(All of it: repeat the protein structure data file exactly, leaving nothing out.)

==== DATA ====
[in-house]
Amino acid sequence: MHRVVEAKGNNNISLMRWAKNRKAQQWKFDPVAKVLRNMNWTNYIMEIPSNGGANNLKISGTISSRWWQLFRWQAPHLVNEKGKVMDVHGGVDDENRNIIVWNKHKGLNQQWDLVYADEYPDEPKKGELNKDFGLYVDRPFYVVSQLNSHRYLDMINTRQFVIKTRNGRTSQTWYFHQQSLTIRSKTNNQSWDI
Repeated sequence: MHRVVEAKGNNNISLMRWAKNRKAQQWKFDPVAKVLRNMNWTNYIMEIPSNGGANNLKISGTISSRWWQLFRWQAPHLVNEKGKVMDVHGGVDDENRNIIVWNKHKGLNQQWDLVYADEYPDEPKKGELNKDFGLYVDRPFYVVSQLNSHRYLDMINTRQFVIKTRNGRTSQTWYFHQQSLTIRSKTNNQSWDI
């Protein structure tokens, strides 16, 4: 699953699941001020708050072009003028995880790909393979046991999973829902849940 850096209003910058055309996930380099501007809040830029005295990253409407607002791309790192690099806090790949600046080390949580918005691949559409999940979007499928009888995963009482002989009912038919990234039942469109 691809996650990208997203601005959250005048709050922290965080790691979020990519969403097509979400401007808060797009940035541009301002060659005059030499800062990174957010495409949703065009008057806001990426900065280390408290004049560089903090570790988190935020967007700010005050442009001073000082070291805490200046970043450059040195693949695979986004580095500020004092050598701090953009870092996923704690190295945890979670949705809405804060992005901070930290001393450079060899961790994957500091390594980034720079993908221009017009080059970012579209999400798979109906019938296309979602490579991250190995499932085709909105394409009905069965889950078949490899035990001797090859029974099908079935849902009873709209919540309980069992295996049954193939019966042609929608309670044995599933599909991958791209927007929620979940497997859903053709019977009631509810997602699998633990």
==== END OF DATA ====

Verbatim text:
[in-house]
Amino acid sequence: MHRVVEAKGNNNISLMRWAKNRKAQQWKFDPVAKVLRNMNWTNYIMEIPSNGGANNLKISGTISSRWWQLFRWQAPHLVNEKGKVMDVHGGVDDENRNIIVWNKHKGLNQQWDLVYADEYPDEPKKGELNKDFGLYVDRPFYVVSQLNSHRYLDMINTRQFVIKTRNGRTSQTWYFHQQSLTIRSKTNNQSWDI
Repeated sequence: MHRVVEAKGNNNISLMRWAKNRKAQQWKFDPVAKVLRNMNWTNYIMEIPSNGGANNLKISGTISSRWWQLFRWQAPHLVNEKGKVMDVHGGVDDENRNIIVWNKHKGLNQQWDLVYADEYPDEPKKGELNKDFGLYVDRPFYVVSQLNSHRYLDMINTRQFVIKTRNGRTSQTWYFHQQSLTIRSKTNNQSWDI
């Protein structure tokens, strides 16, 4: 699953699941001020708050072009003028995880790909393979046991999973829902849940 850096209003910058055309996930380099501007809040830029005295990253409407607002791309790192690099806090790949600046080390949580918005691949559409999940979007499928009888995963009482002989009912038919990234039942469109 691809996650990208997203601005959250005048709050922290965080790691979020990519969403097509979400401007808060797009940035541009301002060659005059030499800062990174957010495409949703065009008057806001990426900065280390408290004049560089903090570790988190935020967007700010005050442009001073000082070291805490200046970043450059040195693949695979986004580095500020004092050598701090953009870092996923704690190295945890979670949705809405804060992005901070930290001393450079060899961790994957500091390594980034720079993908221009017009080059970012579209999400798979109906019938296309979602490579991250190995499932085709909105394409009905069965889950078949490899035990001797090859029974099908079935849902009873709209919540309980069992295996049954193939019966042609929608309670044995599933599909991958791209927007929620979940497997859903053709019977009631509810997602699998633990």